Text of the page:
By Billy “Hawkeye” Decoteau

It was always pitch black when we set out on our nighttime excursions. In the beginning had it not been for our flashlights I’m sure I would have ended up walking knee deep into the water, as I meandered my way to our shoreline destination. My ears became my eyes, while my sense of feel detected the cool mist of twilight and the aroma of a frog laden pond indicated we had traveled in the right direction.

My mentor reminded me of the necessity to remain completely quiet. Opening the lid of his “Ole Pal” metal tackle box, he removed what seemed to me a huge, monster size black plug! Whispering, while he tied the plug to his braided black fishing line, “This is called a Hula Popper.”

As a young boy, I was introduced to the trilling adventure of pursuing “Night-Time Top Water Bass”, via the seductive movements of a well built lady dressed in black with tantalizing dangling lace.

Quoting the advice given to Benjamin (Dustin Hoffman, in the Graduate.), “Plastics Benjamin….Plastics!” Modern day technology has catapulted bass anglers into a world of synthetic reality, leaving nothing to the imagination. Creature baits in every shape and form have been devised. With each manufacture “legally” claiming to have developed a design like none other before?

Fiberglass “Buggy Whips” of yesterday have been replaced by graphite constructed single piece ultra-light blanks dressed with titanium ferules. Heavy bulky metal reels mounted on metal reel seats have found themselves put to pasture, as lightweight supper sensitive space age material reels are saddled to new era rods. (

They label them Super Braids, Microfuse, Fire-Line, Power Pro and let’s not forget our comic book hero Spiderman with his super strong, super sensitive “Spider-Wire!” Not only do these Super Braids have the ability to cast further, have the memory to have no-memory, but also they disguise themselves as super weaklings with the generic strength of line ten times their size. (

As I reflect back to my early childhood days, I cannot help but to chuckle. The old fiberglass bait caster pole stood about five feet tall, showing a sign of maturity having turned yellowish white, a color distinguishing its age. Its cork handle wore the scars engraved by an arsenal of topwater baits that had been locked and loaded in a position of readiness.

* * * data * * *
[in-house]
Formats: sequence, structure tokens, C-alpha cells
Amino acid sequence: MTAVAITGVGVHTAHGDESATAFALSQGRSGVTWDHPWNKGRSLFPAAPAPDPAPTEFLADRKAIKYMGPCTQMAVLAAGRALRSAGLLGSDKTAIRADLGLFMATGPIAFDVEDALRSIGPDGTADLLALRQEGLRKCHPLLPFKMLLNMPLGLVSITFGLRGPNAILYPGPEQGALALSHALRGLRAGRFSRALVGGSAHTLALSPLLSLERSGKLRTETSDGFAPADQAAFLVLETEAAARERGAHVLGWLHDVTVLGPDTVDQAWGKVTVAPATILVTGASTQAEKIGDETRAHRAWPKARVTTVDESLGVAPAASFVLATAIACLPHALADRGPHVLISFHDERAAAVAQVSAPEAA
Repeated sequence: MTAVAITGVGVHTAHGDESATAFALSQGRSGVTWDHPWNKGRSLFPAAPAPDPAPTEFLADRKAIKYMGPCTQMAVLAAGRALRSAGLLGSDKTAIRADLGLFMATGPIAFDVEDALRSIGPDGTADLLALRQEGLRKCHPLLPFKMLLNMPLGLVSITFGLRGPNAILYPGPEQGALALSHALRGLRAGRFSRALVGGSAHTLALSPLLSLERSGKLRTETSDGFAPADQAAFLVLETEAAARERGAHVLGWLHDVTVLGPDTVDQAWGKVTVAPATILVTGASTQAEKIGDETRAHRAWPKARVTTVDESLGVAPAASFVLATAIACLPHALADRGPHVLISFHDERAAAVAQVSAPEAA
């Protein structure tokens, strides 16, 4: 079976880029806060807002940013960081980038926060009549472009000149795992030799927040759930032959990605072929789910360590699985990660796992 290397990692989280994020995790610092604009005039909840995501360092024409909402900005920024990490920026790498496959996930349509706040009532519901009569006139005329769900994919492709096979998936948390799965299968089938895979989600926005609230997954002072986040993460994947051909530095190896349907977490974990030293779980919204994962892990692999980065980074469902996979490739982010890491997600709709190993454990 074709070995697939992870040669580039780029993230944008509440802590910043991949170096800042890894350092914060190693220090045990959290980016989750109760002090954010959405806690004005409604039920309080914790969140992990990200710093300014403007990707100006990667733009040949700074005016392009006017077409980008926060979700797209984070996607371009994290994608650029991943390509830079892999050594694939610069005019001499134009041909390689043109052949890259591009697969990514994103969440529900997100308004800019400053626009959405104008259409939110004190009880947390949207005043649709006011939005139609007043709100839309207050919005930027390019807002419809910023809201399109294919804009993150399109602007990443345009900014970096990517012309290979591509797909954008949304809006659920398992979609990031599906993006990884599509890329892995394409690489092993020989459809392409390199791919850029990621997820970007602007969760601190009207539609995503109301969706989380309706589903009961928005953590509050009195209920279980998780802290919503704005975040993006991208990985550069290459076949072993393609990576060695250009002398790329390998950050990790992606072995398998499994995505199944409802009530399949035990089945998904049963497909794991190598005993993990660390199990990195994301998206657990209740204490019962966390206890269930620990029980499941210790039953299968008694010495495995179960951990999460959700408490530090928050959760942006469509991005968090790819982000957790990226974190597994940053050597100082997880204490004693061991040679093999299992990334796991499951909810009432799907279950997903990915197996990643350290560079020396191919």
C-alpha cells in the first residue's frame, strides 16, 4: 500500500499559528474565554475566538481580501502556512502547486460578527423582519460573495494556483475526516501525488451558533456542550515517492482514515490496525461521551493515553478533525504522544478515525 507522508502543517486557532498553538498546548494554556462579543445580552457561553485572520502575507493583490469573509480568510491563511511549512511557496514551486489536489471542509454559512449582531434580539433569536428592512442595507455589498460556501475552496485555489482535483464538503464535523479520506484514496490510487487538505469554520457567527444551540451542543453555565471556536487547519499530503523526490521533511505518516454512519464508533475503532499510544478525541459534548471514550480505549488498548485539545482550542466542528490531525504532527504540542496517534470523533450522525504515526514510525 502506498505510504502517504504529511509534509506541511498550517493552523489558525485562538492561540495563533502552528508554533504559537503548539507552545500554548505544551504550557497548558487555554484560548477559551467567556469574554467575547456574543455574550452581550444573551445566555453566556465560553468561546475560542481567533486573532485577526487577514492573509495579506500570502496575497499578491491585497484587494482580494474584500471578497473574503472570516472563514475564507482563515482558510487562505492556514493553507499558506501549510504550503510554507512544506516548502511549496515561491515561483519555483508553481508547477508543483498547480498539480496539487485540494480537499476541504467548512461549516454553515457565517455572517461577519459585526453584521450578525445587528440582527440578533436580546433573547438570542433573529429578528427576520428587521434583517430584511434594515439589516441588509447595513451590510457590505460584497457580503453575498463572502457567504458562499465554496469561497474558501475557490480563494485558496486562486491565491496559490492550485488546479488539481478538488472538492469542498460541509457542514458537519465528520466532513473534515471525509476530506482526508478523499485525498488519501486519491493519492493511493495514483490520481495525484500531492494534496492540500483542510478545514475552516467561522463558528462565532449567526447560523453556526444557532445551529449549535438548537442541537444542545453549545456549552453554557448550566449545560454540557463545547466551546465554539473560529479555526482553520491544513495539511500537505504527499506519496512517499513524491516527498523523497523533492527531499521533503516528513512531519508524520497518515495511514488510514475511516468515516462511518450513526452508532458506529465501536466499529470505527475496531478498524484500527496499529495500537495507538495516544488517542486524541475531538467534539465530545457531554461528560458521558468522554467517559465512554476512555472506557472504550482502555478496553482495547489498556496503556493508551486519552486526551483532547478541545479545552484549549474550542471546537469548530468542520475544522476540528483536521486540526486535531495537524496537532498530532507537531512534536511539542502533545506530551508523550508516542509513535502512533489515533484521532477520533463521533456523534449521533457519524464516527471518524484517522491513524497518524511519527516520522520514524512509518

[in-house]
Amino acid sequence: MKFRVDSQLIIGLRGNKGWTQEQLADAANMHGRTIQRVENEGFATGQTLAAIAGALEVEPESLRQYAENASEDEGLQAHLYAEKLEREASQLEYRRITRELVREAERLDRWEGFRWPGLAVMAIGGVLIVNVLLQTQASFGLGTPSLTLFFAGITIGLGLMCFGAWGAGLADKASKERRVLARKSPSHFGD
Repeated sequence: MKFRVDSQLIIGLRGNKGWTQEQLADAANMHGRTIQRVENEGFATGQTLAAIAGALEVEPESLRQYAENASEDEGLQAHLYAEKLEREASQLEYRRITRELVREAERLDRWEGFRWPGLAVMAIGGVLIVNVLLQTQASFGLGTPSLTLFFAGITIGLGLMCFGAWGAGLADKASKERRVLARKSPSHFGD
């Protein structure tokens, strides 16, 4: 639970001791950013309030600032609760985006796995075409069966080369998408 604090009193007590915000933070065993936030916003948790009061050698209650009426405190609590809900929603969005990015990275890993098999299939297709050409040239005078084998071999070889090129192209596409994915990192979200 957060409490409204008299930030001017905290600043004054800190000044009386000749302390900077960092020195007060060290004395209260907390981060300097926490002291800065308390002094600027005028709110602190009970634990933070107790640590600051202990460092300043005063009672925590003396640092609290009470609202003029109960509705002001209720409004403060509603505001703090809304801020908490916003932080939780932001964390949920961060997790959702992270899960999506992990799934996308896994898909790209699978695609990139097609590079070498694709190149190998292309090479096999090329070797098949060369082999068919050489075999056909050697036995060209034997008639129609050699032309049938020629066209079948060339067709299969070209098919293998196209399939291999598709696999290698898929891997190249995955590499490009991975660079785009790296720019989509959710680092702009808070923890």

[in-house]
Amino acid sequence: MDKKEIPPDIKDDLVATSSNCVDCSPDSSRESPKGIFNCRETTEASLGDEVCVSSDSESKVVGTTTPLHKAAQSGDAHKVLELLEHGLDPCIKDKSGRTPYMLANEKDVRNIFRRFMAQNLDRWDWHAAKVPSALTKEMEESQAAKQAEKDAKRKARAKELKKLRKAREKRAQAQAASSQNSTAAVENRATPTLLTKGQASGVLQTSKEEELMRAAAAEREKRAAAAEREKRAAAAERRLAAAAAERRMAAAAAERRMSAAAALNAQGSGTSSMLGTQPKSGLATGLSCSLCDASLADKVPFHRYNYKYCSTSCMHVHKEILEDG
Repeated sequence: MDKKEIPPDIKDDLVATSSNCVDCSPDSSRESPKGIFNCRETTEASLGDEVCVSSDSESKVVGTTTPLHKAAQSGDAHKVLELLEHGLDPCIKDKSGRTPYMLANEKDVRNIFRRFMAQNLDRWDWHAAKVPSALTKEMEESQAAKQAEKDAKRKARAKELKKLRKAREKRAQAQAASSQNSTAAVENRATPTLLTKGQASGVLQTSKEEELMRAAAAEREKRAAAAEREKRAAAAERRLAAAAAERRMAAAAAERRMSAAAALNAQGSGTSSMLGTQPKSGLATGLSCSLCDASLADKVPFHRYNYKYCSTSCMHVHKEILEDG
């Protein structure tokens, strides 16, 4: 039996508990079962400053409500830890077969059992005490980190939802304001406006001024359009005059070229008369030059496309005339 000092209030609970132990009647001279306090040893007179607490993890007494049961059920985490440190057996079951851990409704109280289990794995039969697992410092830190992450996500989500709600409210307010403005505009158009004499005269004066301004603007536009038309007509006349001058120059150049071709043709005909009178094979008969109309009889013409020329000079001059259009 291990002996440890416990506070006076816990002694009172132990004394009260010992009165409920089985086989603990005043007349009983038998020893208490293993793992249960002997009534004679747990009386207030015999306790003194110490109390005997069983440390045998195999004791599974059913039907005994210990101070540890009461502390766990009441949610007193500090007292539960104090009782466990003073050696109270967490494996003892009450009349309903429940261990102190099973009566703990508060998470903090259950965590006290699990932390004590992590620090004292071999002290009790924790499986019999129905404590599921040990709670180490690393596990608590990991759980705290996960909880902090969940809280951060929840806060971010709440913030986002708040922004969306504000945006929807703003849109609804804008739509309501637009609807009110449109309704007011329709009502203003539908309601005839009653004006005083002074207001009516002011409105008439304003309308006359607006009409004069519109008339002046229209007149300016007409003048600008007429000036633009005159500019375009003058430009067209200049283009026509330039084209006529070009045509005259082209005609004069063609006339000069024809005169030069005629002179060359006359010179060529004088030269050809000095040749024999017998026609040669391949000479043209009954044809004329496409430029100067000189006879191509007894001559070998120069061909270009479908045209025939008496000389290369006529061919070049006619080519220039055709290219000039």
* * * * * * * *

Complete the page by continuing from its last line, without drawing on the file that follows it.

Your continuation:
A round nickel silver PFLUEGER-SUMMIT Level Wind and Anti-Back-Lash reel with shiny ruby jewels embedded on each side, beckoned a praise of Royalty. Spooled to the crown jewel of bait casters, much like the Tucker Automobile ahead of it’s time, was a form of ancient braided line that even the Bass Professor would have been honored to use. Super strong, multi-colored, woven to lay flat this unique “Braided (Woven) Line” displayed the qualities of a brainless inventor, for it too had no memory! (

Two distinct topwater baits were the only two my mentor relied upon for successful nighttime excursions: the Hula-Popper and the Jitterbug. Both products of Fred Arbogast a lure maker of the 30’s, yet still readily available today in the exact same-patented design. (

“Always use a heavy plug on these bait caster outfits,” he would say. With smooth precision he sailed the bait in the air, always arriving at its destination. “It’s imperative that your ears become your eyes, listening to the rhythm of the baits cadence and the sudden splashing sounds!”

Although I don’t remember being able to see the plugs as we worked them along the surface, I do recall the necessity of making sure the line ran through my fingers while reeling in the slack or working the baits. “Once you hear the sudden splash, be prepared to feel the line move. When you feel any pulling sensation, set the hook by sweeping the rod upwards and to the side,” he added.